Mumbai: There is no dearth of bad news. The continuous inflows from the Foreign Portfolio Investors (FPIs) in the Indian equities, which was the only solace or the good news that was in favour of the stock market, that too is now on the verge of going against the market. FPIs have been buying aggressively in the Indian Equities since September last, have begun to offload profusely. The pressure is so much that their net investment in equities has remained just Rs 1,820 crore, while in debt segment it was Rs 4,734 crore for the month of February.
Dealers are of the opinion, as they (FPIs) adopted a cautious stance amidst corona virus scare, subdued domestic economic data and disappointing corporate earnings their net investment (equity and debt both) in February slipped down to only Rs 6,554 crore in Indian markets.
According to the depositories data, FPIs pumped in a net amount of Rs 1,820 crore into equities and Rs 4,734 crore into the debt segment between February 3 to February 28.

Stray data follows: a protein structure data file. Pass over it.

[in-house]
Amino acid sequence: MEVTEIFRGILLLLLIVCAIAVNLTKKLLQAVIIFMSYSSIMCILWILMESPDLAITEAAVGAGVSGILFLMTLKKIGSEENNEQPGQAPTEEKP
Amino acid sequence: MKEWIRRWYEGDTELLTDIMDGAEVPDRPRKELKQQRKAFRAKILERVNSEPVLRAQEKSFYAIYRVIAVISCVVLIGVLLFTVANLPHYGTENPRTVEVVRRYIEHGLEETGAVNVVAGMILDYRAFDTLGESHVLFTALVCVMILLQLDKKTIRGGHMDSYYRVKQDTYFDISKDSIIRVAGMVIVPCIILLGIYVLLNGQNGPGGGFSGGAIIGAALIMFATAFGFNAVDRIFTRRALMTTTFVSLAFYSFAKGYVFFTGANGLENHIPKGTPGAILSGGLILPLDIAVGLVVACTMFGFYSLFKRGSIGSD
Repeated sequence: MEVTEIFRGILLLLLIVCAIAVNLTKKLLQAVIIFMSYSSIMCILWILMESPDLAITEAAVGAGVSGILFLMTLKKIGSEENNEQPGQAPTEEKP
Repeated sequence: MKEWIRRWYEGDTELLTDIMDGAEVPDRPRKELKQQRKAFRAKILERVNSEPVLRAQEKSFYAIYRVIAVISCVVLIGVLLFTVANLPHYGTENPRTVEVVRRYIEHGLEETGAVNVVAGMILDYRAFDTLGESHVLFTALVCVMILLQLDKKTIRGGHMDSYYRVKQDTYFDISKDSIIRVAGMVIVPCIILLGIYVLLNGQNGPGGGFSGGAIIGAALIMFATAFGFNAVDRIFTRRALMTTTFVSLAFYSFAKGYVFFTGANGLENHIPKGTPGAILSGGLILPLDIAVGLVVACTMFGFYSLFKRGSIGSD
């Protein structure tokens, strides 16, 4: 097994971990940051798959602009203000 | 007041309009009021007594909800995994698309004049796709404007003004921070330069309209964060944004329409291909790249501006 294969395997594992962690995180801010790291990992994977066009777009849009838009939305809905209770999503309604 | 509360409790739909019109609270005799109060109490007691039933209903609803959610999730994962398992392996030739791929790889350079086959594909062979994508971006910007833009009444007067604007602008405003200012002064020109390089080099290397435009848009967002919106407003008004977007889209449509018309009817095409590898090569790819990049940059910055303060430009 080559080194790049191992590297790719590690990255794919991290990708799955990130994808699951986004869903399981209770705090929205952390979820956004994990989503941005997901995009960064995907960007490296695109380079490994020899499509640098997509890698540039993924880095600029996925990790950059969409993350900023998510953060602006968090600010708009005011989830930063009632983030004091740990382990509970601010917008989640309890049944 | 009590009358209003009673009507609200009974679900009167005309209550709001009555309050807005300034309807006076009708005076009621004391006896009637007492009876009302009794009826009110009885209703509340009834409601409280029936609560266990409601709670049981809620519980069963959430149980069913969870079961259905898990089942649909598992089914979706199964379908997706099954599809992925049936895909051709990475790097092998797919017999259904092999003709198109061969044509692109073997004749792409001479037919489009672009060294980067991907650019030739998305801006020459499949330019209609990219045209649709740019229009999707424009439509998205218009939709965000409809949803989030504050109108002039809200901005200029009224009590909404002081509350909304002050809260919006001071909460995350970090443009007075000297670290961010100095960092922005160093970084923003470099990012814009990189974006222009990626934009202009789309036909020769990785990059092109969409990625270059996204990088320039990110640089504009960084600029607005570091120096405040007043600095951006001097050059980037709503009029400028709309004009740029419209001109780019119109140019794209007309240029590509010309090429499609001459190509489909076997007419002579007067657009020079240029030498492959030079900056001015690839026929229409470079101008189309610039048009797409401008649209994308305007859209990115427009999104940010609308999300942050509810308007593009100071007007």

FPIs were net investors in Indian markets to the tune of Rs 23,102 crore in till February 21. As per the data provided by the Depositories, FPIs invested a net sum of Rs 10,750 crore into equities and Rs 12,352 crore into the debt segment, taking the total net investment to Rs 23,102 crore, between February 3 and 20. FPIs have been net buyers in the Indian markets since September 2019, the data also showed.
Like other global markets, the Indian markets too came in the line of fire by the coronavirus scare. FPIs have been wary of investing in markets which rely on tourism as the spread of virus can adversely impact their prospects and economic growth.
"From this perspective, Indian equity market is better positioned among such group of countries and hence it has been attracting foreign flows”, a senior analyst, at a research firm said.
Market participants, however, believe that headwinds to foreign investment flows are expected to continue over the coming weeks. FPIs have adopted a cautious stance on the back of lack of growth in the domestic economy, disappointing corporate earnings and social unrest that the country is facing, he added.
The 30-share S&P Sensex logged its second-biggest one-day fall in history on February 28 on coronavirus concerns.